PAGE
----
Análisis de la comunicación: insights y soluciones desde PROA


Desde estrategias innovadoras hasta soluciones prácticas, nuestro objetivo es proporcionarte las herramientas y el entendimiento para superar cualquier obstáculo en el camino hacia el éxito en comunicación.

From lockdown to Spain 2.0

In pre-confinement Spain, work was being done on the digitalization of our economic and social reality, but without pace. The apostles of the physical still found an echo to their arguments and more in a community where socialization is an essential part of the character.

In a few days we learned that pandemics can be repeated and that in times of confinement, live the bandwidth. That is why the process of digital transformation of this country is going to accelerate in such a way that the construction of a Spain 2.0 is going to be done at a speed that we would not have reached otherwise.

Teleworking is the first thing that companies and public administrations have to revaluate. Before the closure, remote working was seen as a way to facilitate the reconciliation between work and personal life. Today it is the best system for keeping the business going in the face of unforeseen events.

If you want to design a good remote work scheme, the most practical thing to do is to extend the obligation to implement contingency and business continuity plans as much as possible, even if you are not a critical company for society. When an organization undergoes this test, it quickly sees where the critical points and deficits are. It is time to abandon the laziness that comes with setting up these committees for things that never happen, because we can see that they do. We already know that the bus driver cannot telework or that a nuclear power plant cannot stop because the core melts down, but, beyond the obvious, there is a huge job to be done to precipitate change.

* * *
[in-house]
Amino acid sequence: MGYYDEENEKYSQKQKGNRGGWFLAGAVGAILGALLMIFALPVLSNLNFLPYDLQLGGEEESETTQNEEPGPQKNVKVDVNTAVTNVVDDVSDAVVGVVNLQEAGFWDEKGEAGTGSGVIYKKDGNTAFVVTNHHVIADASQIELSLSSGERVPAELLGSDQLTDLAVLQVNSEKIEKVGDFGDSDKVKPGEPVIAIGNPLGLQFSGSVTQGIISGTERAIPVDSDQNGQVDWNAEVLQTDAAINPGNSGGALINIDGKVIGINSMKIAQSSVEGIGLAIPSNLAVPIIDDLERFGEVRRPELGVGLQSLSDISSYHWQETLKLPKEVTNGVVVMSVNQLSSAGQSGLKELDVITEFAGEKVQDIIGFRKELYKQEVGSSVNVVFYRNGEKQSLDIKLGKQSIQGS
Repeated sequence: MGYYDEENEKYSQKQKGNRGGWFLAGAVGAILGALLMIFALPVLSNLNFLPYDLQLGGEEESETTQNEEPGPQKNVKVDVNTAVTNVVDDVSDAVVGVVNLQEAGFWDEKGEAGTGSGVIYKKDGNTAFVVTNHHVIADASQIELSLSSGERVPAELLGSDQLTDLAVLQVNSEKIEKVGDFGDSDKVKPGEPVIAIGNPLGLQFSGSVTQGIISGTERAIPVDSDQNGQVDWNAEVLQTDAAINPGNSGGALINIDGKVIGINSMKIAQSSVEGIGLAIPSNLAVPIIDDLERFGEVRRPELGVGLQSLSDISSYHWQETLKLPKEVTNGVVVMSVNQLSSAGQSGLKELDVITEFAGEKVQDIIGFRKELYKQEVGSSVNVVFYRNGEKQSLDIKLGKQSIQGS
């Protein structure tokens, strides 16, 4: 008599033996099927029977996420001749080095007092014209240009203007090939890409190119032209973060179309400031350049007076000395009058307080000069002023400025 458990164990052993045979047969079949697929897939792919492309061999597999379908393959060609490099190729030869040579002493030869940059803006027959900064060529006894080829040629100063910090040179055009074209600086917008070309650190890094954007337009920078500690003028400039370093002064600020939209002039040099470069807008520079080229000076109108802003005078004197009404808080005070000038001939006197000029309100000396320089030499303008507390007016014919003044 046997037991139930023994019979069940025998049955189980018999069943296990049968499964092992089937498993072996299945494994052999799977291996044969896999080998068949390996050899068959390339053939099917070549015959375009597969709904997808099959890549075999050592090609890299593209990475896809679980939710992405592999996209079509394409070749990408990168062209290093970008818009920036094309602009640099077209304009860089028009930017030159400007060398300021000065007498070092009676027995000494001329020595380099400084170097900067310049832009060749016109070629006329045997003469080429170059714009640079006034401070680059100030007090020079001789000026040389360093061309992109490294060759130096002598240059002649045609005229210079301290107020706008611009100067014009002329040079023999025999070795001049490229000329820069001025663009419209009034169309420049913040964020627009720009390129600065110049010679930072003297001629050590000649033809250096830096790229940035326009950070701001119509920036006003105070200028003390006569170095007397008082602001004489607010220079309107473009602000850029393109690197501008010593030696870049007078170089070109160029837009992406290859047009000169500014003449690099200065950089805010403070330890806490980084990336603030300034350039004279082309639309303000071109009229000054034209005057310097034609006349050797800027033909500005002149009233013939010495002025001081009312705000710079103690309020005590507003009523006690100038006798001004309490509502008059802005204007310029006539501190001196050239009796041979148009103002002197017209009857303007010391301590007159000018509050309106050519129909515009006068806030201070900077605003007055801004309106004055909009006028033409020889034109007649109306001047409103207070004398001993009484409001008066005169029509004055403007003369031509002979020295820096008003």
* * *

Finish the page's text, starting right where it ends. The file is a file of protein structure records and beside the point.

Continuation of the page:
This is the case with our education system. The debate that is open about what to do with the 2019-20 school year is a consequence of the fact that the digitalisation of education is in its infancy at all levels, including business schools. We lack everything; educational material built in online language, which has nothing to do with a repository of documents to be printed, there is a lack of tools for teachers and students, and, above all, a lack of practice. You don’t go to bed analogue on Freedom Sunday and get up digital on Confinement Monday.

If the administrations and the schools had made a contingency plan, they would have mapped everything out. The teachers who deny the virtual and the students who don’t arrive due to lack of order, of internet connection, or both. It is easy to imagine a flat with two adults and one or two children, it is the most common, but how many of these homes have three or four computers so that everyone can telework and follow the classes? Each neighbourhood has its own reality, not to zoom in on the urban world and empty Spain.

The heads of the public education system, not to mention the judicial system and its files, must urgently contact their colleagues at the Tax Office, which as always and every April 1st has launched its income campaign, thanks to the fact that it is absolutely digitalized. Moreover, many other procedures of the dear taxpayer with the Administration operate on the platform built by the Treasury.

In the field of private enterprise the inequality is enormous. There are companies that have discovered bitterly that if they had prepared, that if they knew their clients better and could address them, they would not take four weeks with zero turnover. Do not cry, get to work now, because the critical point will not be that your company goes digital, it is the customer who has been diving into the networks for weeks and has lost sight of you.

What is working best in times of burrowing are those businesses that had embraced the digital, whether by force or by conviction. This is the case with banks and the media, two sectors in the midst of a digital transformation and which are operating from their homes, or telecoms. One day, the enormous value of the commitment that Telefónica made in its day to fiber optics to provide bandwidth will be recognized. That infrastructure is what makes it possible for everything else to work.

The telecoms, the energy companies or the banks and their means of payment are what make a peaceful enclosure possible. These and others add to what populism identifies with the demonized Ibex, which they avoid acknowledging for its contribution to the reconstruction of this country and which will be key in the new Spain 2.0.

Aurelio Medel

PhD in Information Sciences and professor at the Universidad Complutense de Madrid.

He has devoted half his professional life to economic journalism (Expansión, Diario 16, Cinco Días and ABC) and the other half to communication at Banco Santander, where he was Director of Corporate Communication.



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